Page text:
Too Precious to Lose: Celebrating our Forests

Kahikitea Forest, West Coast NZ. Image: Sue Jane

Tuesday 21 March marks International Day of Forests. The 2022 theme is

“Too Precious to Lose”

which I think we can all agree is a very good theme! We often take trees, forests and natural areas for granted, but without them we simply wouldn’t survive. Trees are truly amazing (a word I’ll use often in this post!) ūüôā

Here are some fun facts about our amazing trees:

  • Forests influence and slow climate change mainly by affecting the amount of carbon dioxide in the atmosphere.
  • An average mature tree can absorb almost 36% of rainfall it comes in contact with.
  • Forests are helpful in improving water quality by extracting pollutants through tree roots.
  • More than ¬ľ of all medicines we use originate in rainforests.
  • The largest tree-dwelling mammal is the orang-utan.
  • The¬†General Sherman Giant Redwood Tree is the largest in the world at 1,487 cubic metres. A coast redwood from California is the tallest tree in the world with an incredible height of 115.61 metres. It is called Hyperion.
  • Forests are home to 80% of the world‚Äôs land-based biodiversity – the variety of living things in any given place – with more than 60,000 tree species alone.
  • Forests cycle water between the soil and the atmosphere and help make rain
  • Trees also produce oxygen for us to breathe.

Weird but true!

Trees actually talk to each other! Not in the way we think about ‘talking’, but scientists believe there’s enough evidence to show that there is communication going on in the forests. Scientists have nicknamed this phenomenon “The Wood-Wide Web“! Here’s an interesting vid that explains all:

How can I help save the trees?

You can help protect our forests. When you visit a forest be sure to keep all of your rubbish with you, keep on the tracks to avoid damaging plants, roots, and spreading diseases and get your hands dirty by volunteering to plant, weed, or control pests.


Wellington City Libraries have lots of resources to help you with your quest to protect our trees. Follow these simple steps on our website to find out more:

1. Click on Kids’ Search from the search drop-down on the Wellington City Libraries landing page

 

2. Scroll down to “Explore New Zealand topics” and find “Nature”. Click on each button to find lots of library resources that have been gathered together by our librarians. Enjoy!


Trees are AMAZING! Why not explore further with these resources from our catalogue:

The wonder of trees / Davies, Nicola
“Did you know that there are over 60,000 tree species? This stunning book explores the extraordinary diversity of trees and forests – the lungs of our earth. A glorious celebration of trees by non-fiction specialist Nicola Davies, illustrated by rising star Lorna Scobie, creators of the beautiful THE VARIETY OF LIFE. There is something to delight on every page with fascinating facts and figures. This exquisite book will encourage children to treasure the world’s biodiversity and help to stop it slipping away.” (Catalogue)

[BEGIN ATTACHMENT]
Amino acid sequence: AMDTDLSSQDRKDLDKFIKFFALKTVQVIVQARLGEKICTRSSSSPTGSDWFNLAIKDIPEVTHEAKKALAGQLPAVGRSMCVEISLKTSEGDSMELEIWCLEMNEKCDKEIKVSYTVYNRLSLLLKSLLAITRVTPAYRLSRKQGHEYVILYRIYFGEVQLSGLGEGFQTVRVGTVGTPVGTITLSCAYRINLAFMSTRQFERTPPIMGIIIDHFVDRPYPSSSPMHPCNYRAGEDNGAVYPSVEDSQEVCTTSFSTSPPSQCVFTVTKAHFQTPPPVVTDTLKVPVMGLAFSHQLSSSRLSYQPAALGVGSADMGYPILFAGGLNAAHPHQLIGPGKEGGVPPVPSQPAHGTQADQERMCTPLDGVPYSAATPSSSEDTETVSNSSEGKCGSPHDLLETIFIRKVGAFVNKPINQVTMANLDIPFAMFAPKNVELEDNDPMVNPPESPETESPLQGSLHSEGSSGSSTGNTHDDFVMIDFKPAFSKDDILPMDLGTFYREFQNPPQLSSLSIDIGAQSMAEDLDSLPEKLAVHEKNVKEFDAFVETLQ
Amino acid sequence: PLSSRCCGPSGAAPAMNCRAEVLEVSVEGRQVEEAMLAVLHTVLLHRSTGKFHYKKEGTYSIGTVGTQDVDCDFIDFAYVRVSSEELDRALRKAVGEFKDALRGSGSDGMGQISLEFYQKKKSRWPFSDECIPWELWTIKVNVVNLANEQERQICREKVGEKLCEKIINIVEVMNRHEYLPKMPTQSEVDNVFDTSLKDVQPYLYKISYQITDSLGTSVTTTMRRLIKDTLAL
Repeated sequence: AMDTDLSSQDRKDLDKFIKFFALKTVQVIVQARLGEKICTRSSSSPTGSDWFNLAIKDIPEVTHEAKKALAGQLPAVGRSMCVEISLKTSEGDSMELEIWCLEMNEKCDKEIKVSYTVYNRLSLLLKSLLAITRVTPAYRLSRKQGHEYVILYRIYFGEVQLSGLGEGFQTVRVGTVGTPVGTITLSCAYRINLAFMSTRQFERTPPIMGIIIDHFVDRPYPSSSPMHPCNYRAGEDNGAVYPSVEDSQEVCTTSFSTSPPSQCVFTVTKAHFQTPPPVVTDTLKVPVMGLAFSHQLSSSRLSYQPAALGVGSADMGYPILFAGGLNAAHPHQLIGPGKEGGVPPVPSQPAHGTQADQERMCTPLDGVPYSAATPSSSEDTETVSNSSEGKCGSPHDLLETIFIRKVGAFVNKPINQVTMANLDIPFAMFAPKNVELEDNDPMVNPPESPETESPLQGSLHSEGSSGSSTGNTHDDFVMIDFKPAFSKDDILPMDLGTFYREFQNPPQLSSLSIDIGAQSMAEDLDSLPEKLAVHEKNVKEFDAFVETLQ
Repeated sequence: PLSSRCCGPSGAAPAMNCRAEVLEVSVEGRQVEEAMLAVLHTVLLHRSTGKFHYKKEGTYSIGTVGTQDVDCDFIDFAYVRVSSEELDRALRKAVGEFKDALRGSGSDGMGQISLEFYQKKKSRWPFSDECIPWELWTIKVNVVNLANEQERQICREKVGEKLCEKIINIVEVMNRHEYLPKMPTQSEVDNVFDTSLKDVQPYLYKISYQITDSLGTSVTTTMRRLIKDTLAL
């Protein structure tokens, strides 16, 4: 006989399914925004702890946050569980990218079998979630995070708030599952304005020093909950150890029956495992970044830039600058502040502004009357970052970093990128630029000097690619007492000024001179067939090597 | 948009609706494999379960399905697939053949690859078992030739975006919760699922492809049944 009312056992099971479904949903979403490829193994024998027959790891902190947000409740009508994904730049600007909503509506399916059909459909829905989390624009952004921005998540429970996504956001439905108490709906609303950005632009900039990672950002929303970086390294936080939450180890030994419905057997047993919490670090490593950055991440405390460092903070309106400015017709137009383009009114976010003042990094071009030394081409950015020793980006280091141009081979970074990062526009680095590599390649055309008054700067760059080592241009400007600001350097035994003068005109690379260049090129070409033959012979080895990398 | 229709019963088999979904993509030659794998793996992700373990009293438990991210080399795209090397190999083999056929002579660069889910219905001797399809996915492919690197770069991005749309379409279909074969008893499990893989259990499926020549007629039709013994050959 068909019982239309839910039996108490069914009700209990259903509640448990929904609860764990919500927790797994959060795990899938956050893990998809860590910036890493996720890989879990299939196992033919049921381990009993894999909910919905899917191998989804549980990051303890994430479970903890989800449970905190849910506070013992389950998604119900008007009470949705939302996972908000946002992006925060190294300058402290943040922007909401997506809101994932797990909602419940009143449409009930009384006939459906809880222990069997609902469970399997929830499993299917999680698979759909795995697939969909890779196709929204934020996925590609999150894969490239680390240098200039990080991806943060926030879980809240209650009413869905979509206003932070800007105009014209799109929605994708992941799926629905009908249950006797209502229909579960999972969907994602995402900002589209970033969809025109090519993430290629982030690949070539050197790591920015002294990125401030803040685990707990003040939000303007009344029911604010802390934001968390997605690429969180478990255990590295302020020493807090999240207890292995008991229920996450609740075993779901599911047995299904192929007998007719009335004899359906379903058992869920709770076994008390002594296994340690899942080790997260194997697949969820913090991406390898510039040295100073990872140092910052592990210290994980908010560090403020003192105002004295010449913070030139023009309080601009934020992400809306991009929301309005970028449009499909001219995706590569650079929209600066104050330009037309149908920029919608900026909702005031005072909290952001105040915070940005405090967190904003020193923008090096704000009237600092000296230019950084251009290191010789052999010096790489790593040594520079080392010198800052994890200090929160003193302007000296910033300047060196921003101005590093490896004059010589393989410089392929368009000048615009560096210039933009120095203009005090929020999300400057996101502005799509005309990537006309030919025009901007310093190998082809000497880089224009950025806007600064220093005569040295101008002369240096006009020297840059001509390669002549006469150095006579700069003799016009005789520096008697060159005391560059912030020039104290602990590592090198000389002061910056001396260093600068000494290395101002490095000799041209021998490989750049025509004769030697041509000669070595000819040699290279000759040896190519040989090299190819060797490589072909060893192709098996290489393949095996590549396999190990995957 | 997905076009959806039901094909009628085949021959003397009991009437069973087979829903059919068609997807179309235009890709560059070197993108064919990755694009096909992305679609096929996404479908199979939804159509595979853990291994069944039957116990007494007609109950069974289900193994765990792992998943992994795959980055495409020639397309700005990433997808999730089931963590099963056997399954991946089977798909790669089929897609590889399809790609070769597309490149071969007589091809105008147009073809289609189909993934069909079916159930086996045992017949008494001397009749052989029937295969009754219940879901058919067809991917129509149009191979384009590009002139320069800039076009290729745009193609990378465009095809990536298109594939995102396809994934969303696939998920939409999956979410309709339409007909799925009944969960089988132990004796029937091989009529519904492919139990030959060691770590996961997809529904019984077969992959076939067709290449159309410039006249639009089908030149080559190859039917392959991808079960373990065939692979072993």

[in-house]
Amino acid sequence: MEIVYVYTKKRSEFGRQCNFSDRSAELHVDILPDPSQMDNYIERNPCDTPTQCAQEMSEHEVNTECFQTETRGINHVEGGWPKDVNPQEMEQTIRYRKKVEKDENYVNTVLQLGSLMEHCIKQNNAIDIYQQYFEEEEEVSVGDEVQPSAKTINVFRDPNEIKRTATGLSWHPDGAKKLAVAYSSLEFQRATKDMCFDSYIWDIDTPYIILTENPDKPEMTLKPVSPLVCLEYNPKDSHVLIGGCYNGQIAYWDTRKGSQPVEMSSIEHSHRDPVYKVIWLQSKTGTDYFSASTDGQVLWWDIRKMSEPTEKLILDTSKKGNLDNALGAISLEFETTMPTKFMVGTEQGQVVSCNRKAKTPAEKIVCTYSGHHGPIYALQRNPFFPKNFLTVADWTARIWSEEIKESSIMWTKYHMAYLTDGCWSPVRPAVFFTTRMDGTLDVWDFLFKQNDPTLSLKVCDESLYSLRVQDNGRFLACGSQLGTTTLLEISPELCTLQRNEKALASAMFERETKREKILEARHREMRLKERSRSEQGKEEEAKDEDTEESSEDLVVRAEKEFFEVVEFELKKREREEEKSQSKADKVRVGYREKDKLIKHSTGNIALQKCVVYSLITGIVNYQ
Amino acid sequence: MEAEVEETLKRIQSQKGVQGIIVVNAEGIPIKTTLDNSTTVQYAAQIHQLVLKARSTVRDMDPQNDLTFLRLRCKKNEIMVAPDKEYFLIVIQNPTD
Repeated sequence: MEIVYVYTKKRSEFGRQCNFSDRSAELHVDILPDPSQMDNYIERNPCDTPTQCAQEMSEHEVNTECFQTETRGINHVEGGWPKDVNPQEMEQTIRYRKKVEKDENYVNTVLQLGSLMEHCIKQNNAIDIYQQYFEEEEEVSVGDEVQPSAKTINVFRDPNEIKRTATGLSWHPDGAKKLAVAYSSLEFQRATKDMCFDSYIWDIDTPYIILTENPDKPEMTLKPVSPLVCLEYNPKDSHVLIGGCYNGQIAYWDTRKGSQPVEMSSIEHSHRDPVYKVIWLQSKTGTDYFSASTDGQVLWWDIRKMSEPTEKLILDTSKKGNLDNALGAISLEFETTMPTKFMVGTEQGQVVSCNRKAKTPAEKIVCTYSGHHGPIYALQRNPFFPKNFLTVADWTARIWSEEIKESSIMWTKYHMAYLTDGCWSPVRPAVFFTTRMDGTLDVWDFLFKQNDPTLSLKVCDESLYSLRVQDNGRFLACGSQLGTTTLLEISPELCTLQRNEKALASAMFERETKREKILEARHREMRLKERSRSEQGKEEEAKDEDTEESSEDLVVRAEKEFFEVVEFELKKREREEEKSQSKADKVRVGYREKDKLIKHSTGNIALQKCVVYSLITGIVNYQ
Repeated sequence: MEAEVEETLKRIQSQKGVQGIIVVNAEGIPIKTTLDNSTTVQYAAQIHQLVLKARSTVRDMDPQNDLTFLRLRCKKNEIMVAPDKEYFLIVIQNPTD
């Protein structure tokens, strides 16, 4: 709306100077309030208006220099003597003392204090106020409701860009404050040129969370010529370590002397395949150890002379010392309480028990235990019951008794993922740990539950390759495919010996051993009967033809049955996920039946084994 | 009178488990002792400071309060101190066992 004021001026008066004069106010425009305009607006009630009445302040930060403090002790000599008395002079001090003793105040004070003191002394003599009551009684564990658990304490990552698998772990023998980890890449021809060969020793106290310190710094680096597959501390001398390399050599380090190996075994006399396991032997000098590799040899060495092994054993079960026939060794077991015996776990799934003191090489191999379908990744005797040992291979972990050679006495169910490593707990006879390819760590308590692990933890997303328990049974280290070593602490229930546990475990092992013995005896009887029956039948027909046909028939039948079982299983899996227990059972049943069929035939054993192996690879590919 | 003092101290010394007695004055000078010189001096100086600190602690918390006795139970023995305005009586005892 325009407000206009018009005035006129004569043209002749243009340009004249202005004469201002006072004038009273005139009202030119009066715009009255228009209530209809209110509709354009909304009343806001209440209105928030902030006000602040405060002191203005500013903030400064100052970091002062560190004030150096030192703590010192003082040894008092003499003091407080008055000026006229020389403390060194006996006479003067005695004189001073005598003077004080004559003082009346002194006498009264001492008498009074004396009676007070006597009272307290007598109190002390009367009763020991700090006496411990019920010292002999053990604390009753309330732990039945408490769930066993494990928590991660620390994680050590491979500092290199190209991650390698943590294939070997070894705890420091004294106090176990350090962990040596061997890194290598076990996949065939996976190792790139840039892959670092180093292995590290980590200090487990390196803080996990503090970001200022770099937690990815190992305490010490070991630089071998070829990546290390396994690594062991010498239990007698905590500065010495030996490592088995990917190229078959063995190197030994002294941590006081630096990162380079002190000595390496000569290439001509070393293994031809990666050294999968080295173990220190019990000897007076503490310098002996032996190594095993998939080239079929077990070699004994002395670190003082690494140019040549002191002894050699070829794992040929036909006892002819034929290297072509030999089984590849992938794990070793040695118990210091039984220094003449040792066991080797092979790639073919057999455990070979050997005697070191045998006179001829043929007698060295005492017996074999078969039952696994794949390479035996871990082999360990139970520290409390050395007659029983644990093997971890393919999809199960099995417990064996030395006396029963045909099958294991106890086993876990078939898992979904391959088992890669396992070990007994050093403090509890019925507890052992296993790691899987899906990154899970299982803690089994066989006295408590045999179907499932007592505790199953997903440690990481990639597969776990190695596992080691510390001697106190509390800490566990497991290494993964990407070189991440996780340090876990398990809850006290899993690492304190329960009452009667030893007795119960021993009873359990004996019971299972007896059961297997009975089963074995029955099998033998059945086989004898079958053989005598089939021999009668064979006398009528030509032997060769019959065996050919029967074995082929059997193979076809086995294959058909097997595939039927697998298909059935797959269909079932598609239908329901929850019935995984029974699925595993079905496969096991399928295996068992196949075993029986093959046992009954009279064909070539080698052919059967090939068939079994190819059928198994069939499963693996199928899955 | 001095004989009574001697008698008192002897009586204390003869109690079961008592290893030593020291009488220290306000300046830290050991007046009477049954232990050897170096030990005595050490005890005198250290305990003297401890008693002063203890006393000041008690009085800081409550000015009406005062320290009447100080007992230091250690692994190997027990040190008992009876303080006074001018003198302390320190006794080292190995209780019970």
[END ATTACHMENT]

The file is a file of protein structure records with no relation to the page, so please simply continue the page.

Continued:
Deep roots : how trees sustain our planet / Tate, Nikki
“Presents facts about trees, explaining how they maintain a vibrant ecosystem and provide food, fuel, and shelter for people across the globe.” (Catalogue)
Trees : kings of the forest / Hirsch, Andy
“In Trees we follow an acorn as it learns about its future as Earth’s largest, longest-living plant. Starting with the seed’s germination, we learn about each stage until the tree’s maturation, different types of trees, and the roles trees take on in our ecosystem.” (Catalogue)
The wisdom of trees : how trees work together to form a natural kingdom / Judge, Lita
“A lyrical and informational nonfiction picture book that tells the story of trees and the hidden ecosystems they create” (Catalogue)
The giving tree / Silverstein, Shel
“A young boy grows to manhood and old age experiencing the love and generosity of a tree which gives to him without thought of return. Suggested level: junior, primary.” (Catalogue)

Earthkids: New Zealand conservation stories, activities and games by Andrew CroweEarthkids : New Zealand conservation stories, activities and games / Crowe, Andrew
“Describes efforts by New Zealanders to protect the environment and wildlife. Includes puzzles, quizzes and projects such as making a bird feeder, paper, a mobile and more. Suggested level: primary, intermediate, junior secondary.” (Catalogue)

Seaweek 2017: Healthy seas, healthy people

We are already in the middle of February, and that means Seaweek 2017 is fast approaching! Seaweek will begin on Saturday 25 February, and run through until Sunday 5 March. Started in 1992 by The New Zealand Association for Environment Education, Seaweek is held in late February each year.

 

The purpose behind Seaweek is to grow an understanding of the importance of looking after our precious oceans, and to encourage people to get involved in local activities and initiatives. Protecting the sea is especially important in New Zealand, as we are totally surrounded by ocean and the fishing industry contributes greatly to our economy. Not to mention that lots of Kiwis enjoy fishing for sport and fun, as well as swimming during summertime. When we treat our oceans with care and respect, we also ensure that Kiwis in generations to come have the same opportunities that we do (this is called sustainability).

 

Seaweek is funded entirely through sponsorship and charitable donations. If you would like to lend a helping hand this Seaweek, there are lots of events happening around New Zealand that you can get involved in. Visit the Wellington region events page to find out more. You can also head on over to the catalogue to learn more about sea life and how to protect it.

 

So come on guys, let’s work together to¬†keep our oceans safe and beautiful!

Image courtesy Oren Rozen РOwn work, CC BY-SA 3.0, https://commons.wikimedia.org/w/index.php?curid=44095424